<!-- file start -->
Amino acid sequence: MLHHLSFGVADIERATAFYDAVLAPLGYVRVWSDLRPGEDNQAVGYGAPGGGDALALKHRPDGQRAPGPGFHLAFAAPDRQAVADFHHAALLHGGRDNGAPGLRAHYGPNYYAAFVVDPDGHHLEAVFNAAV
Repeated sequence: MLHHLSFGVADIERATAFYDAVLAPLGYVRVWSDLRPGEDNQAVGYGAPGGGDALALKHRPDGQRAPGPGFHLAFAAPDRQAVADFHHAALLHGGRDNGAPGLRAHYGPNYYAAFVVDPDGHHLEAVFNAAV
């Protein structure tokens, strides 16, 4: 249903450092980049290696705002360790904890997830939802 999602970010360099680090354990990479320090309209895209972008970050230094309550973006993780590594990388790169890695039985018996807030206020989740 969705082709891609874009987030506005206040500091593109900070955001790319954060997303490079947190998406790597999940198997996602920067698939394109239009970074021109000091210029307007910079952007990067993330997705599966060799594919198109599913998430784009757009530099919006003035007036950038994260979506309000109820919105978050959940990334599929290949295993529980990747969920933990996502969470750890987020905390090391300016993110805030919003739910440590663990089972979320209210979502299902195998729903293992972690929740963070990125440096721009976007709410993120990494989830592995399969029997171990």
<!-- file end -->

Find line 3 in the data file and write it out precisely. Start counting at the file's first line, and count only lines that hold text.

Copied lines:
């Protein structure tokens, strides 16, 4: 249903450092980049290696705002360790904890997830939802 999602970010360099680090354990990479320090309209895209972008970050230094309550973006993780590594990388790169890695039985018996807030206020989740 969705082709891609874009987030506005206040500091593109900070955001790319954060997303490079947190998406790597999940198997996602920067698939394109239009970074021109000091210029307007910079952007990067993330997705599966060799594919198109599913998430784009757009530099919006003035007036950038994260979506309000109820919105978050959940990334599929290949295993529980990747969920933990996502969470750890987020905390090391300016993110805030919003739910440590663990089972979320209210979502299902195998729903293992972690929740963070990125440096721009976007709410993120990494989830592995399969029997171990």